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Navigating the Data Governance Disconnect

Connecting Policies with Practice

I often work with organisations that are kicking off a new data governance project or journey. These initiatives usually start for a variety of reasons – a change in leadership, a shift in strategy or the emergence of regulatory pressures. A challenge I commonly encounter at the beginning of these engagements is the perception that data governance is just about creating policies and standards (e.g. documentation).

In my initial meetings, the conversations often centre around past data governance efforts, which tended to be heavy on documentation but light on impact. This history typically sets a tone of scepticism among stakeholders. They've witnessed previous data governance projects that generated a lot of excitement but delivered very little tangible value. Often these were initiated under regulatory or compliance pressures and lost momentum once the immediate issue was resolved.

From my experience, this issue, which I call the 'data governance disconnect', is a real problem. Data governance efforts are often defined in isolation, focusing on creating policies, standards, and writing definitions in a data dictionary, yet lacking real integration with the broader data teams and the ecosystem of the organisation. This disconnect from engineers, analysts and the business is where many governance initiatives fail or at least fall short of delivering their long-term transformative impact.

During a recent 'lunch and learn' session with one of my clients, I drew a parallel to illustrate this point. Imagine building a house where you hire an architect and a surveyor to create detailed plans and specifications. If these plans aren’t effectively communicated to the builder, and they aren’t taught how to use them or understand their importance, the outcome is likely a poorly constructed house. This renders the time and money spent on planning wasteful.

Similarly, in data governance, the creation of documents, roles, and processes becomes futile if they are not integrated with the teams responsible for actually moving and managing data around the organisation. In essence, successful data management requires the merging, or rather the inherent connection, of data governance and data delivery. They are one and the same discipline. It's not enough to set standards and define roles. All of this must be intertwined with the technology, engineering and business teams. To avoid the pitfalls of the data governance disconnect, it’s crucial to view data governance as part of the same whole unified data capability your organisation has.

Of course, it would be negligent of me to highlight this "data governance disconnect" problem without offering some suggestions as to how you can avoid this and sharing the techniques that I have found to work.

  • Emphasise the 'why' and 'how' over the 'what': The 'what' is often outlined in policies and standards. But these come to life only when teams understand why they matter and how to implement them. Instead of just focusing on what the organisation should do, you must describe why it's important and how it can be achieved.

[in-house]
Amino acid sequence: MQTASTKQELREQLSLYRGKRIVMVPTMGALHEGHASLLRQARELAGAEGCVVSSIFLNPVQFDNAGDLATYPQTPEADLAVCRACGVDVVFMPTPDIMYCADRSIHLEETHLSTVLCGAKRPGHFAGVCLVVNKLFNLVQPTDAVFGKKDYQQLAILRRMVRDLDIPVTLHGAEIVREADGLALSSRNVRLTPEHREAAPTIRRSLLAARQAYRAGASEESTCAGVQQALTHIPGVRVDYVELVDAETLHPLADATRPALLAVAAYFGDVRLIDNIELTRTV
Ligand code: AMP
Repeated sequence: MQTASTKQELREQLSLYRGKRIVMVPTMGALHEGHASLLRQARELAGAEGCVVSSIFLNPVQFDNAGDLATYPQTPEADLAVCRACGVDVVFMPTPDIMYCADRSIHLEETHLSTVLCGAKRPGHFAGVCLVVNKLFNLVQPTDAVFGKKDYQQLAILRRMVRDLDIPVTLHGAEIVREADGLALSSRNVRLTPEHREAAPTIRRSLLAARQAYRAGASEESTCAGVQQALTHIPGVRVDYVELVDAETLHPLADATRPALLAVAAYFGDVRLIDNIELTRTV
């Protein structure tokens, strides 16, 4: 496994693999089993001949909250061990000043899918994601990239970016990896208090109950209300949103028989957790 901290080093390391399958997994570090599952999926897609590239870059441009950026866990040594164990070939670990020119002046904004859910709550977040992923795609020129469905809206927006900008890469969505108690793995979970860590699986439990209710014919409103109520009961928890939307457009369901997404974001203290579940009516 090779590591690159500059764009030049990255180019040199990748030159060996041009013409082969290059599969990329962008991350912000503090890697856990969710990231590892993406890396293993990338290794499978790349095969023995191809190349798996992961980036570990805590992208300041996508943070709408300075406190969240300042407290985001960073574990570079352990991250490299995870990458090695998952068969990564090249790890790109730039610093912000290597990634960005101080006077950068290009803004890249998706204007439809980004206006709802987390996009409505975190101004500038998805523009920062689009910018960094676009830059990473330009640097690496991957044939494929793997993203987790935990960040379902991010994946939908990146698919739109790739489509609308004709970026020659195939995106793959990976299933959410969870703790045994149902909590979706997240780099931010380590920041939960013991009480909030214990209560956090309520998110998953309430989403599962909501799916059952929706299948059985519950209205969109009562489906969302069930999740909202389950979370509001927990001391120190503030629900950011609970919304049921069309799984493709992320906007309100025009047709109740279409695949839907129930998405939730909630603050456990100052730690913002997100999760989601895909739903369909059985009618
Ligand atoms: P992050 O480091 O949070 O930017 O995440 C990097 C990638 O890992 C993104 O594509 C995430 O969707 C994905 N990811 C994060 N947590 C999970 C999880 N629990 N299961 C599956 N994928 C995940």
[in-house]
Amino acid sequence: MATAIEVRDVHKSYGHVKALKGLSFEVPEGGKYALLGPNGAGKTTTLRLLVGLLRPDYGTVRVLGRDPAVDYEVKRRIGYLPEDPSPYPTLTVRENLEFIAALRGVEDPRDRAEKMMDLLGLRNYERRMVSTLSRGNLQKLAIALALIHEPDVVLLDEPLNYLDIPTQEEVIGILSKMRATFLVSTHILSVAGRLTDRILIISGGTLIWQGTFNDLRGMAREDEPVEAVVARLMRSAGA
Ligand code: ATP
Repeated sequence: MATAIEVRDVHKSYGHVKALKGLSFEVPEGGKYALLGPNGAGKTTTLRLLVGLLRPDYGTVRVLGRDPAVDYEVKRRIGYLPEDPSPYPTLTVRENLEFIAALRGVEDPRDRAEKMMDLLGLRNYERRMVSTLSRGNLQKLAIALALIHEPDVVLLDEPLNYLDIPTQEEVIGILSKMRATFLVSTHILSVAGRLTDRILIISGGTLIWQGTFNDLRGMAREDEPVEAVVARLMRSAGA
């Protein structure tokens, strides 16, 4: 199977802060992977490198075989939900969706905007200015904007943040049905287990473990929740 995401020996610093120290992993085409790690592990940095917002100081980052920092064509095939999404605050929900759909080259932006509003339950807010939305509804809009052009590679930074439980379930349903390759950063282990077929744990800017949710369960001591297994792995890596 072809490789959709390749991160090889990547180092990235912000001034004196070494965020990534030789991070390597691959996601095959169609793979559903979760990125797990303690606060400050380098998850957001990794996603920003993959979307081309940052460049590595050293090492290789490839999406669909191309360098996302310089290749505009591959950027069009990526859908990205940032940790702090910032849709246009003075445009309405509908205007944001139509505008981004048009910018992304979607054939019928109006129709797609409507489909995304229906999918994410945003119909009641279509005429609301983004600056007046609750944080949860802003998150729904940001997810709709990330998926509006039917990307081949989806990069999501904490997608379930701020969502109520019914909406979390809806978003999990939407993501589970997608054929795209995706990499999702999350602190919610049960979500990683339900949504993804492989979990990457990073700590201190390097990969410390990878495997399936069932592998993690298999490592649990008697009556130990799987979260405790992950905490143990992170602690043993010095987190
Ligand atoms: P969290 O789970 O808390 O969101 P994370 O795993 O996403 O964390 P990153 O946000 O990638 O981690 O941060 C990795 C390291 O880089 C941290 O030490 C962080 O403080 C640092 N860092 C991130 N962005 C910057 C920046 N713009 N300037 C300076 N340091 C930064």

• Focus on the consumption rather than creation of artefacts: When building data governance artefacts like data catalogues, business glossaries, and data lineage, prioritise how they will be used and what use cases they'll support. Investing in these solutions is only worthwhile if they are being used and people are consuming the artefacts. The value comes when the information is consumed not when it is created. So often, I see organisations that have invested vast sums of money in building out data catalogues, but the only people who are logging in and using these tools are the people who have been tasked with putting the information into these tools and writing the definitions.

  • Integrate governance with delivery: Data governance processes and artefact development should happen as part of data delivery. For instance, when building a new dashboard, that's the opportune moment to define the metrics, to record them in a catalogue, and to address data quality issues. This ensures the governance-related activities are relevant. They occur alongside the delivery process, and the business sees value. It's tangible in terms of a high-quality dashboard that can be managed and maintained. If you try to do governance separately or retrospectively then it's very difficult to demonstrate that value.

  • Position data governance as an enabler: The role of data governance is to enable your teams to better manage their data. Developing policies and standards is just the beginning of this. The real work lies in training and empowering your business to understand, implement, and adhere to these guidelines. Consider developing policies and standards as the foundation. It constitutes maybe 20% of the work. The remaining 80% should focus on enabling your business to effectively implement and align with these policies and standards, which is all about communication and training.

Thank you for reading this article. If you found value in it, or if we share similar interests, then I'd be delighted to connect on LinkedIn. If you would like to discuss how Decaf Data can support you with training and coaching then please reach out via our contact page.

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